Today, in an opinion authored by Justice Liu, the California Supreme Court ruled that the greenhouse gas analysis in an environmental impact report (“EIR”) prepared for the San Diego Association of Government’s (“SANDAG”) regional transportation plan (“RTP”) did not violate the California Environmental Quality Act (“CEQA”), but did little to resolve uncertainties in addressing climate change issues under CEQA.  As we previewed in our May discussion of the oral argument in this case, Cleveland National Forest Foundation v. San Diego Association of Governments, the majority of the Court found that SANDAG’s discussion of the impacts of greenhouse gas emissions was adequate given the state of science and guidance, at least at the time of the issuance of the RTP in 2011. The Supreme Court cautioned, however, that this EIR should not be considered a template for future projects as developing science and regulations will likely provide further guidance on this issue.

The sole question the court reviewed in this case is whether CEQA required SANDAG to analyze the consistency between the RTP and Executive Order No. S-3-05 (“Executive Order”) in assessing the significance of the RTP’s impact on greenhouse gas emissions in 2050.  The lower courts had ruled that the EIR, which acknowledges that greenhouse gas emissions would initially decline but then increase significantly through 2050, did not adequately analyze the consistency between the RTP and the long-term greenhouse gas emission reduction targets set by the Executive Order.

In what it deemed a narrow ruling, the Supreme Court upheld the EIR, finding that SANDAG did not abuse its discretion by declining to adopt the Executive Order as a measure of significance because the order does not specify any plan or implementation measures to achieve its goal, particularly at a local or regional level.  Further, the Court found that, given the lack of clarity around the role of an RTP in meeting greenhouse gas reduction goals, the EIR met the minimum requirements of CEQA, stating:

Although there were perhaps clearer or more graphic ways the EIR could have facilitated comparison between 2050 projected emissions and the Executive Order’s 2050 emissions reduction target, we find that the EIR presented the information enabling the comparison in a manner calculated to adequately inform the public and decision makers.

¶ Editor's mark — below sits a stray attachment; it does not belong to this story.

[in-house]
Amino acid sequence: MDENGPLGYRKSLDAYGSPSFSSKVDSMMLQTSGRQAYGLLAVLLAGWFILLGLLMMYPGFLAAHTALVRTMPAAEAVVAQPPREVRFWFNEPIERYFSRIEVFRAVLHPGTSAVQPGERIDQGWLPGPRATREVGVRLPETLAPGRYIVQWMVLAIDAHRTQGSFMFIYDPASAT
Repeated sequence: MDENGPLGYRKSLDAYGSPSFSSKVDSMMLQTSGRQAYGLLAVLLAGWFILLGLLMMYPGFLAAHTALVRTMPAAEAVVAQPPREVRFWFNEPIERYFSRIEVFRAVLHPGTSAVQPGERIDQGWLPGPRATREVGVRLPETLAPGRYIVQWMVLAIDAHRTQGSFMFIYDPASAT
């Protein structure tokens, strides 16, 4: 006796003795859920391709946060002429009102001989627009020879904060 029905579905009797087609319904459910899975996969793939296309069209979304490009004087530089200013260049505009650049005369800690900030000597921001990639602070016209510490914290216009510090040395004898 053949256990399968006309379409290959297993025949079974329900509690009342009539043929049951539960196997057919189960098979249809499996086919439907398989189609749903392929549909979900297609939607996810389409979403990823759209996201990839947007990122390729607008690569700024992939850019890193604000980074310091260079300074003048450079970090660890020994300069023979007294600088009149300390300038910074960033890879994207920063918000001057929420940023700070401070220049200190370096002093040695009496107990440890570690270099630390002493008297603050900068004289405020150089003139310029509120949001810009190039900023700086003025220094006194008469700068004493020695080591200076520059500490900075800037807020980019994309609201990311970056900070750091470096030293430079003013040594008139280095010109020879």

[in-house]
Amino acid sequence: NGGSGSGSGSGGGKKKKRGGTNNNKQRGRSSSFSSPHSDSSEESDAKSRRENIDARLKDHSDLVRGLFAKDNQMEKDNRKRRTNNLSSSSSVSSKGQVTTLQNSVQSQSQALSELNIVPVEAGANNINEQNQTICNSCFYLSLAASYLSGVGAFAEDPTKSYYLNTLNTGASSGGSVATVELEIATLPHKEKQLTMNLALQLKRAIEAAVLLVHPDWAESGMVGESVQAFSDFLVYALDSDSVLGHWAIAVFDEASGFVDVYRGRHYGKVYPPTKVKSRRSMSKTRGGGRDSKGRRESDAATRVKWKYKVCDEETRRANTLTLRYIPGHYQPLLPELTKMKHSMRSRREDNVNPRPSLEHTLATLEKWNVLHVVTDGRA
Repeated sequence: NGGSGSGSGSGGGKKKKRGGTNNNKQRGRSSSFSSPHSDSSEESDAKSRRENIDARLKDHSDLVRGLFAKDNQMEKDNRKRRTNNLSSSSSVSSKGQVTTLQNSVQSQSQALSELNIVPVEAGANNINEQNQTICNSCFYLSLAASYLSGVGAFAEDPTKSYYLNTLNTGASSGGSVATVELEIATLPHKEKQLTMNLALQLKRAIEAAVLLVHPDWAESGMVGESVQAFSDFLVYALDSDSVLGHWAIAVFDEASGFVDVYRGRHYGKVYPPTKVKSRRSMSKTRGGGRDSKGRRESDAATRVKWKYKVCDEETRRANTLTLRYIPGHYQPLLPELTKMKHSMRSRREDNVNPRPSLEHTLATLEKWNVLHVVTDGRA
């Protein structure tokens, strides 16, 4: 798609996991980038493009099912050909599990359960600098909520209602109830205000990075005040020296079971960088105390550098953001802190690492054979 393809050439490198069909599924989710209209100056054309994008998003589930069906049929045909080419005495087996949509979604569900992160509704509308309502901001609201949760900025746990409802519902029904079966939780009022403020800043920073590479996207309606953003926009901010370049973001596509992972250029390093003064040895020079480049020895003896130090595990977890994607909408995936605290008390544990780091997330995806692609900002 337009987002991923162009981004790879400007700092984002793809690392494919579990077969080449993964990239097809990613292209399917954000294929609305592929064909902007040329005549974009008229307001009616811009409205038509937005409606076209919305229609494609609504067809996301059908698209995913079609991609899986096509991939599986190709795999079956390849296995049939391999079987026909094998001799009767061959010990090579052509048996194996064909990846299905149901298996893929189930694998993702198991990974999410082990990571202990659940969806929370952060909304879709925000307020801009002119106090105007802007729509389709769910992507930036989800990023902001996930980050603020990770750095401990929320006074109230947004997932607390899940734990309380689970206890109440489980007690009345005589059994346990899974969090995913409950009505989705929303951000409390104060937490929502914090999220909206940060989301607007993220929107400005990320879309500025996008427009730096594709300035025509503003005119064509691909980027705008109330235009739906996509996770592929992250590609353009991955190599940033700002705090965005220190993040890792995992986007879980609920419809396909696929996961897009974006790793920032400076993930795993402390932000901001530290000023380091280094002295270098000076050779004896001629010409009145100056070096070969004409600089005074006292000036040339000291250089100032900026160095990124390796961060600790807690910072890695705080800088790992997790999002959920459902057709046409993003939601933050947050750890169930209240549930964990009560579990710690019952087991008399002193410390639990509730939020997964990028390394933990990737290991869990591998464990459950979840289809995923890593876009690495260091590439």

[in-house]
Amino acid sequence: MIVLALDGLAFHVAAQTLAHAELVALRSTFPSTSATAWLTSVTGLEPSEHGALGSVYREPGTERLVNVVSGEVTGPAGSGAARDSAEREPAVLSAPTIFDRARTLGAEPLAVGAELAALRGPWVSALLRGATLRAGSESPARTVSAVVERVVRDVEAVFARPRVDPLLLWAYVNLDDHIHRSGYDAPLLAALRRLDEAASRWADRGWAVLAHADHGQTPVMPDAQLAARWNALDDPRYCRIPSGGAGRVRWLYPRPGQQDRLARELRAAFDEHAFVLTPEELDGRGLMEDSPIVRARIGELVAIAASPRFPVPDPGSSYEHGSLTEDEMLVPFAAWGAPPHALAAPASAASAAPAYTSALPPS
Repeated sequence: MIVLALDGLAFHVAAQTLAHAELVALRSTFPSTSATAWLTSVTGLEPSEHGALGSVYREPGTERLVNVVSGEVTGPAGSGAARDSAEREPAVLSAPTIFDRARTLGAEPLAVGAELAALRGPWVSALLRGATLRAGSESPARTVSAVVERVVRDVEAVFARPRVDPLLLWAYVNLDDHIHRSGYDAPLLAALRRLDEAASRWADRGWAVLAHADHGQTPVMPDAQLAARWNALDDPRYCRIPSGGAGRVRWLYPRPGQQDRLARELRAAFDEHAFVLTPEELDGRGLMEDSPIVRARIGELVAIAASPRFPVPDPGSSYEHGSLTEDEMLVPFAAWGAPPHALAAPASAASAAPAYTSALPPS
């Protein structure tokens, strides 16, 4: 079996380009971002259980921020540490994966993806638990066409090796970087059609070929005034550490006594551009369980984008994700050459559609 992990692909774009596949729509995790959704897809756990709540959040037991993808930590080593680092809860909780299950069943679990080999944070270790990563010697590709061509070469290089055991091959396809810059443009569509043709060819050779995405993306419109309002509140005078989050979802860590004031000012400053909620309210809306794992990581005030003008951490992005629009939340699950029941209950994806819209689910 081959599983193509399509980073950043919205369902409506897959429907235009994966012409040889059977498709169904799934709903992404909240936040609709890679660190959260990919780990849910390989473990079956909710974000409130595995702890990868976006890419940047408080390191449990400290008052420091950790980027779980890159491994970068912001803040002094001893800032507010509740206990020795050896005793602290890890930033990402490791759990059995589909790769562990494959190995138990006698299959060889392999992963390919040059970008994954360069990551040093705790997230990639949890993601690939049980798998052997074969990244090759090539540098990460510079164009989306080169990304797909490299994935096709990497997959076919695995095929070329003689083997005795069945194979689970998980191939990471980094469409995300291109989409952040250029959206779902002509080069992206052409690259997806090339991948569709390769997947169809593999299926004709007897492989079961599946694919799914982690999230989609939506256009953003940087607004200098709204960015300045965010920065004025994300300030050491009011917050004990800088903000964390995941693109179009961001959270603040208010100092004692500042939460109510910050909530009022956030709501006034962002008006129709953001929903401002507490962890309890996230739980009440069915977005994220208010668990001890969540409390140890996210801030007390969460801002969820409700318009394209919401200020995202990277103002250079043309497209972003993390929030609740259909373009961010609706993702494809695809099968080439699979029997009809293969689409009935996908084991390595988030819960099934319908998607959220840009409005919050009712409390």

The Court noted, however, that the level of analysis in this EIR should not be considered a template.  The development of additional regulations mandated by the 2016 passage of SB 32, codifying the state’s 2030 greenhouse gas reduction goals, will likely provide further guidance to local agencies to address the state’s 2050 goals.  The Court also agreed with several critiques of the EIR, including that:

  • Designating emission increases as “significant” does not excuse an agency from describing the nature and magnitude of the adverse effect;
  • SANDAG’s position that its role in achieving the Executive Order’s statewide emission reduction goal is “likely small” is not alone a valid reason to dismiss adoption of these targets as measures of significance; and
  • The Executive Order cannot be dismissed because it is not an adopted greenhouse gas reduction plan, but must be considered in the EIR as a valid expression of “scientific and factual data.”

This marks the second major Supreme Court case to address the treatment of greenhouse gas emissions under CEQA (the first case, Center for Biological Diversity v. California Department of Fish and Wildlife, was discussed in a prior Legal Alert).  In neither opinion has the Court made definitive statements sufficient to address the uncertainties agencies are facing in integrating climate analysis under CEQA.  In Center for Biological Diversity, the Court offered some “potential options” for CEQA compliance, but warned that it could not “guarantee that any of these approaches will be found to satisfy CEQA’s demands.”  In Cleveland National Forest, the majority instructs that SANDAG’s approach is likely inadequate for future EIRs, but provides little guidance on what is expected.   In addition, in what may be a harbinger of rulings to come on this topic, Justice Cuellar, in a strident dissent, issues a warning that the state’s goal to “dramatically reduce greenhouse gas emissions and vehicle use” is clear and CEQA requires any plan that would increase these emissions to directly address this “elephant in the room.”